How do I pay for sessions if I don't use insurance?

Once we decide to work together, I will ask you to complete a credit card authorization form on my secure client portal. The HIPAA-compliant therapy platform that I use will then charge your credit card after every session.

How do I pay for sessions if I use insurance?

If you are a member with Quest Behavioral Health and your plan requires a co-payment, you'll complete a credit card authorization form and will be charged the co-payment after each session. I will bill Quest for the remaining balance.

For people with non-Quest insurance plans that offer out-of-network benefits, I will ask you to complete the same credit card authorization form on the secure client portal. After each session, the HIPAA-compliant therapy platform that I use will charge your credit card for the full fee. Each month, I will provide you with an itemized "superbill" which you can then submit to your insurance company for reimbursement. Insurers vary with how much time reimbursement takes.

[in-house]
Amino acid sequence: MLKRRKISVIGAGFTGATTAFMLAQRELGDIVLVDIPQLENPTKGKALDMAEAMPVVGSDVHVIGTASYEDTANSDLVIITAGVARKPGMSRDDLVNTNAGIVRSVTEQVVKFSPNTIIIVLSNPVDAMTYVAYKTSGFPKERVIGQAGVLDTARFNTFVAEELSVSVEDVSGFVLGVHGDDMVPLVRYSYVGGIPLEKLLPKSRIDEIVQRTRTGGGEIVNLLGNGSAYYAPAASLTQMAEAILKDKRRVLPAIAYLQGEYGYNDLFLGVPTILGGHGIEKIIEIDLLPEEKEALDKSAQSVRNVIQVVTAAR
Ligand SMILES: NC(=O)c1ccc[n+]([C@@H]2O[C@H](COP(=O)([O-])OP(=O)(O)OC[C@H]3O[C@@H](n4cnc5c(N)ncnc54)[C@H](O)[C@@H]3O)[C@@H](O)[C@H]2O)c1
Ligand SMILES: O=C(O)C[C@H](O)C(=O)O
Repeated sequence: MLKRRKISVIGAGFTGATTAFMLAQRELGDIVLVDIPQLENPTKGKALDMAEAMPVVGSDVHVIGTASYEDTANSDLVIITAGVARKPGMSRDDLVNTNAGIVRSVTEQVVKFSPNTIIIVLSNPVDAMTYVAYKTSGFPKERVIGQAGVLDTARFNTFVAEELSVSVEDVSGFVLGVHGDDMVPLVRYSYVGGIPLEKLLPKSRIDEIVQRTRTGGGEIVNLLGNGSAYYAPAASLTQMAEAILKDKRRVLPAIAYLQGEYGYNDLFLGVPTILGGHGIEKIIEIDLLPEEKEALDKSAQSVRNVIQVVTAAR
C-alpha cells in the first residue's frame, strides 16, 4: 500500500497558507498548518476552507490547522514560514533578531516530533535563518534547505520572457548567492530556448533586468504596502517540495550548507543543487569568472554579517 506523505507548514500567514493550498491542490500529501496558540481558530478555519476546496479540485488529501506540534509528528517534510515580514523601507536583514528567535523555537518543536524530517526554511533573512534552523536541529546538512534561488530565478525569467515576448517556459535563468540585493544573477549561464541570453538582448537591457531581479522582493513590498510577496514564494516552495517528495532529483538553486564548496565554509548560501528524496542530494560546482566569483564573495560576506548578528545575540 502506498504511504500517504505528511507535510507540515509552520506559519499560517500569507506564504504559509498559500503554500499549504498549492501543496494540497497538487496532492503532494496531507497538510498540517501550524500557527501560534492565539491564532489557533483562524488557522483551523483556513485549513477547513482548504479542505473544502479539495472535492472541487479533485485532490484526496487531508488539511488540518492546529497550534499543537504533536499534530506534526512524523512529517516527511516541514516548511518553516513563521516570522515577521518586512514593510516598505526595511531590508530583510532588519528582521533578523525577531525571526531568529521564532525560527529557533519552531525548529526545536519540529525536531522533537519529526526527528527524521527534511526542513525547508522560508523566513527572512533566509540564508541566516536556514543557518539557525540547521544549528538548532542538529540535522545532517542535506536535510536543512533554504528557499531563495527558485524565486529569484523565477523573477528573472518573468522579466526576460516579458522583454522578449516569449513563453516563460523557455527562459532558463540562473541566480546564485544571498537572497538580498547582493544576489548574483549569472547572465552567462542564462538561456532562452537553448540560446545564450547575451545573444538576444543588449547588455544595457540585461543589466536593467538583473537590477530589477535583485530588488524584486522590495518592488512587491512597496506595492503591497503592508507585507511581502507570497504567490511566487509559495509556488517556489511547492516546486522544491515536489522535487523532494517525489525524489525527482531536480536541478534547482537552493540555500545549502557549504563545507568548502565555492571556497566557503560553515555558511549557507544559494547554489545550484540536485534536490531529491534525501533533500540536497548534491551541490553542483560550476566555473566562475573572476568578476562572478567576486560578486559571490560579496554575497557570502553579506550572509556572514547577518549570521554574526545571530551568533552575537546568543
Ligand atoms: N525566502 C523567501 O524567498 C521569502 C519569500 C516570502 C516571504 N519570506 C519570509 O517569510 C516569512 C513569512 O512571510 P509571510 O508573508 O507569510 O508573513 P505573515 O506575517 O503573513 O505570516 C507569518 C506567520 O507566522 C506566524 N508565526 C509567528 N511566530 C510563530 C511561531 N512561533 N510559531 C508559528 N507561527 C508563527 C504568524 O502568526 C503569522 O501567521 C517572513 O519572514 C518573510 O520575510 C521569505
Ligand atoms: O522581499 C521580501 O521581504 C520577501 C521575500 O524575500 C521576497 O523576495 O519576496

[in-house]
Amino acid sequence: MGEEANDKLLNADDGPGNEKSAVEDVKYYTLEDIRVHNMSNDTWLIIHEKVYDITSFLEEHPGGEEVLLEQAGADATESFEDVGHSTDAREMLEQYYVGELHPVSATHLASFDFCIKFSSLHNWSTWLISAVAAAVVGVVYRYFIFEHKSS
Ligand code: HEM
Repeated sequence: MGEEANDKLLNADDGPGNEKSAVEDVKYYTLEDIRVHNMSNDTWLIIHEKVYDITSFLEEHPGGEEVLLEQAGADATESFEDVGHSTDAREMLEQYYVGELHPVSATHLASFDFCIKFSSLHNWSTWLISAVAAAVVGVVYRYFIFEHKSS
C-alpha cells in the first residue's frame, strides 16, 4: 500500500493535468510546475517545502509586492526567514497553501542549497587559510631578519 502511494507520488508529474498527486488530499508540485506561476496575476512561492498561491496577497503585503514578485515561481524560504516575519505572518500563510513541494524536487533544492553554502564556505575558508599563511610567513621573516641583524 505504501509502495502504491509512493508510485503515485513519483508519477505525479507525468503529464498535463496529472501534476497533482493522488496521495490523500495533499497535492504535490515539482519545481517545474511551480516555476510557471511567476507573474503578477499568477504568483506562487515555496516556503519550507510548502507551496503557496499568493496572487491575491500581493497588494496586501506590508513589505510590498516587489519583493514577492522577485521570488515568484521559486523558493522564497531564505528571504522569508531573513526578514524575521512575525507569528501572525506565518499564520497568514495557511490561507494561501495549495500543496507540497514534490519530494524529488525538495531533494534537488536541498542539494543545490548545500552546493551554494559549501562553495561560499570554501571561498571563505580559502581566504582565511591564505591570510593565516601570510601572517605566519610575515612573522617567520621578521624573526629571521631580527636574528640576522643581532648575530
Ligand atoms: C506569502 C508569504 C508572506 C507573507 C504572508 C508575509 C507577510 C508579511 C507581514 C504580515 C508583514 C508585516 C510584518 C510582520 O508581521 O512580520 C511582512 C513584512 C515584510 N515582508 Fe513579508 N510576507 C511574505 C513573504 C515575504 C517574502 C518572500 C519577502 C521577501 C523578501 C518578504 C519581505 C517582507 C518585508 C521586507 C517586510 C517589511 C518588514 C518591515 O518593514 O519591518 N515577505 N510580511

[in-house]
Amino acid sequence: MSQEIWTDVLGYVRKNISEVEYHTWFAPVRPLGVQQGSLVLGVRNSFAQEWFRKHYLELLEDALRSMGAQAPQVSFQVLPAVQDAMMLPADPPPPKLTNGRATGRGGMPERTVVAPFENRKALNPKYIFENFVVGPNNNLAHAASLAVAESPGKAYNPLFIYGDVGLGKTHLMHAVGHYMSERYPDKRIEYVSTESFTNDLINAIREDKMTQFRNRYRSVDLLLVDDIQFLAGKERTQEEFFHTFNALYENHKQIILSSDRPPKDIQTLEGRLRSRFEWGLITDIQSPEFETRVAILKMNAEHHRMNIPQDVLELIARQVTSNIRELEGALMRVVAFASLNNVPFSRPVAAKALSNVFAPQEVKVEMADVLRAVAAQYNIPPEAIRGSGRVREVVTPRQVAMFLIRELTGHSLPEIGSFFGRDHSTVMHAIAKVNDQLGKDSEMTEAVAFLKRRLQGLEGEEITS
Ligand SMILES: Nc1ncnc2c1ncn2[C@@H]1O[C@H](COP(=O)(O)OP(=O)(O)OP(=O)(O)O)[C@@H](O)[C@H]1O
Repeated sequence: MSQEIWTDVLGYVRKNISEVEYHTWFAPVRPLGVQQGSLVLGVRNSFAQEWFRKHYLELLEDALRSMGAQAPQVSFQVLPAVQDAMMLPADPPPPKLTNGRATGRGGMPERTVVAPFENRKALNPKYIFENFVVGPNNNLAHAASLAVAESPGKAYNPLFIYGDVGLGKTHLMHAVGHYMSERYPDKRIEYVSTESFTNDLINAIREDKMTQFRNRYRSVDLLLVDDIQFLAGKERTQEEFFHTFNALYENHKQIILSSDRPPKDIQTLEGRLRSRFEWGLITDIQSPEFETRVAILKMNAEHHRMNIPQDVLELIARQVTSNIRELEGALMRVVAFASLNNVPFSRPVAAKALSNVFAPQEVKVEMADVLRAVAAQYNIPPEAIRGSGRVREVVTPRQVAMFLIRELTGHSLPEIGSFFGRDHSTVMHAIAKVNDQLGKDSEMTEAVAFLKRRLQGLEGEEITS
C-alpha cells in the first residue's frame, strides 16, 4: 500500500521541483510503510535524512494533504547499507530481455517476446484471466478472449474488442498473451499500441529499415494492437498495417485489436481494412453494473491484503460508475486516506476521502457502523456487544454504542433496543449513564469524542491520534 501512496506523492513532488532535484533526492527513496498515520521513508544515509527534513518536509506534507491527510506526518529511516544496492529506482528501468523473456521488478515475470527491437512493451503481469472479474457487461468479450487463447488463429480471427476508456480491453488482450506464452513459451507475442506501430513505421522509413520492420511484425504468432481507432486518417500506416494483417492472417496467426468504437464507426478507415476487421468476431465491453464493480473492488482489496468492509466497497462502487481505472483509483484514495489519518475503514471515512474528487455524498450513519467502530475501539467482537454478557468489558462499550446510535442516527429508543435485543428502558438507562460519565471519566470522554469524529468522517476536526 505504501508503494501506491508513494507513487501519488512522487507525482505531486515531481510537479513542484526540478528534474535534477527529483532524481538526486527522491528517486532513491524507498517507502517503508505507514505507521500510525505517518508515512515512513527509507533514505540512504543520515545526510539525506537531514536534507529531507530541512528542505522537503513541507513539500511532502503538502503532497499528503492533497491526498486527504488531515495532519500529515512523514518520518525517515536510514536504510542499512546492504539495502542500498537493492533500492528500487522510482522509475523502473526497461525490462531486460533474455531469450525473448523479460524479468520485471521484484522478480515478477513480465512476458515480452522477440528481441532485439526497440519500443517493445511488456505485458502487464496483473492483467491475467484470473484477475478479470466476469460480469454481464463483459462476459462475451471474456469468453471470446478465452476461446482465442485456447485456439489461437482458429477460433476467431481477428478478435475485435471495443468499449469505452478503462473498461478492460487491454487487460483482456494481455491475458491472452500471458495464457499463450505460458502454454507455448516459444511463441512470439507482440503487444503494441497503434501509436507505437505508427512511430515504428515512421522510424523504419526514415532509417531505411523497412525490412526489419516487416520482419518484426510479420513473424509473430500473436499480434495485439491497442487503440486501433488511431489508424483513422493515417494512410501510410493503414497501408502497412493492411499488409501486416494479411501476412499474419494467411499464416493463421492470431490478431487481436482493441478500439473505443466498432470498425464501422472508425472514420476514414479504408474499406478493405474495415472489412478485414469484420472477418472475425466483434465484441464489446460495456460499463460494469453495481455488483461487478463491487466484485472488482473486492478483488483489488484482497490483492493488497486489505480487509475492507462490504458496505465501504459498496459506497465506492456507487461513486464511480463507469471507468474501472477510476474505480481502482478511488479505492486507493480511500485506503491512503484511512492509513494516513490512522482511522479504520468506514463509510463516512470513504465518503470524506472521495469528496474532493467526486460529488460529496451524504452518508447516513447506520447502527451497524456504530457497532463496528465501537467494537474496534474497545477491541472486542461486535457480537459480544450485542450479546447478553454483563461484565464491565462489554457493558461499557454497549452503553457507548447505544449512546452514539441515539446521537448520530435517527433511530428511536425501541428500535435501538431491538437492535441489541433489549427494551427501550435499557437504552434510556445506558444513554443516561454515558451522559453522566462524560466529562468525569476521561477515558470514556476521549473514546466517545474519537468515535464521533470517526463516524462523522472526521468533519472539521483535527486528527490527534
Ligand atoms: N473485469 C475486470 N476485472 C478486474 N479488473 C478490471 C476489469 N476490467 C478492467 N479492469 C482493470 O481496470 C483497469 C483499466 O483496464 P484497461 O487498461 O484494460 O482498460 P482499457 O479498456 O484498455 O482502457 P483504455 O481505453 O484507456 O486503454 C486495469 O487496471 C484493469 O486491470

In what states are you licensed and/or authorized to provide services?

I am a licensed psychologist in Pennsylvania (License # PS019669). I am also authorized by PsyPACT (APIT Mobility #12533) to practice telepsychology in 32 states, including:

Alabama, Arizona, Arkansas, Colorado, Connecticut, Delaware, District of Columbia, Florida, Georgia, Idaho, Illinois, Indiana, Kansas, Kentucky, Maine, Maryland, Michigan, Minnesota, Missouri, Nebraska, Nevada, New Hampshire, New Jersey, North Carolina, North Dakota, Ohio, Oklahoma, Pennsylvania, Rhode Island, South Carolina, Tennessee, Texas, Utah, Virginia, Washington, West Virginia, Wisconsin, and Wyoming

What are your professional affiliations?

I am a member of the following professional organizations:

American Psychological Association (APA)

APA Division 13 - Society of Consulting Psychology

APA Division 24 - Society for Theoretical and Philosophical Psychology

APA Division 34 - Society for Environmental, Population and Conservation Psychology

APA Division 39 - Society for Psychoanalysis

APA Division 46 - Society for Media Psychology and Technology

Pennsylvania Psychological Association 

Philadelphia Society for Psychoanalytic Psychology

Do you see people in person?

So long as you and no one in your household has exhibited any symptoms, and if I have the availability, I am happy to see people who are fully vaccinated in my Philadelphia office at:

255 S 17th Street, Suite 2902, Philadelphia PA 19103

What is your cancellation policy?

I ask for 48 hours notice for cancellations to avoid being charged the full fee. The fee is waived if you are able to reschedule your session for later in the same week.